The Pure SEO Team
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The search engine giant Google is unveiling a new feature designed to make searches faster than ever before.
Google enjoys being the number one search engine in the world but they also understand that constant evolution and adaption is necessary to stay that way. However, does this new feature really appeal to users?
Google Instant Pages essentially guesses what sites a user will want to visit and loads them in the background. If the user chooses to click on one of the preloaded links the page will load much faster since it’s already in the browser’s cache.
Instant Pages only shaves off a few seconds at best, yet Google is very confident that users will appreciate the feature, so much that they are already integrating this feature into future updates of their popular Chrome browser.
Pre-rendering pages isn’t new and Chrome’s rival browser Firefox has had a pre-fetching feature available for a long time now. Google’s implementation of the feature is better and more elegant in the fact that instead of blindly pre-fetching all outbound links on a page Google can make an educated guess and the guesses are surprisingly accurate.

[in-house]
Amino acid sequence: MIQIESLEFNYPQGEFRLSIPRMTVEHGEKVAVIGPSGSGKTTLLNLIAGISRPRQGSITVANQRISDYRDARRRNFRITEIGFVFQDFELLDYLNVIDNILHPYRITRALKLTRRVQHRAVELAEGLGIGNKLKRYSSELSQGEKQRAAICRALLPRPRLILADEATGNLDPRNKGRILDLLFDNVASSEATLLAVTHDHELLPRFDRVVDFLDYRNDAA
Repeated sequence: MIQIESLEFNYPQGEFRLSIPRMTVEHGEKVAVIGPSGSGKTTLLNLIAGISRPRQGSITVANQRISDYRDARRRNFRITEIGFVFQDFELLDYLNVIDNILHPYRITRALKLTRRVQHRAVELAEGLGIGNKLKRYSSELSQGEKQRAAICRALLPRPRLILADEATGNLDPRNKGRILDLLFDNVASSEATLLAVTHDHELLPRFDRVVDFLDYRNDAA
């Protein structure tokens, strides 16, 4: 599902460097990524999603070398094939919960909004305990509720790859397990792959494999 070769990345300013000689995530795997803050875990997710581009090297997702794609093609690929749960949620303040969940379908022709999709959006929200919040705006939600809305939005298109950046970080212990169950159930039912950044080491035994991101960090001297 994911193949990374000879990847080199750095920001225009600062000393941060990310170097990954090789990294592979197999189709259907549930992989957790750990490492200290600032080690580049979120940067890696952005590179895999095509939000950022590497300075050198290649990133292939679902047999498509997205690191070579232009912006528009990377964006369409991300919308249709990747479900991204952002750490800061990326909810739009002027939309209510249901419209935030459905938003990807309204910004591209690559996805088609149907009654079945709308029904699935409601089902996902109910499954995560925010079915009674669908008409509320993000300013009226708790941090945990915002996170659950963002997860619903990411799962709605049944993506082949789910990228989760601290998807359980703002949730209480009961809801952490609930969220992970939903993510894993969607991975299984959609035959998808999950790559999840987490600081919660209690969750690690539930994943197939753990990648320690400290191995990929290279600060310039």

The pre-fetching feature doesn’t noticeably slow the browser speed and it does streamline browsing substantially. Google Instant Pages is only one of several new features that the search engine giant has rolled out in recent months but this pre-fetching feature is by far the most useful new tool to date.
Google Instant Pages is an excellent follow up to Google Instant which automatically brings up potential search engine results as users type.
Google wasn’t willing to divulge exactly how their new pre-fetching feature decides which pages to load in the background; all Google was really willing to share was that they have been working on this new technology for years.
Google Instant Pages will become available for Chrome later this week but it won’t be available for other browsers in the foreseeable future; Google is clearly hoping to attract more users to their Chrome browser.
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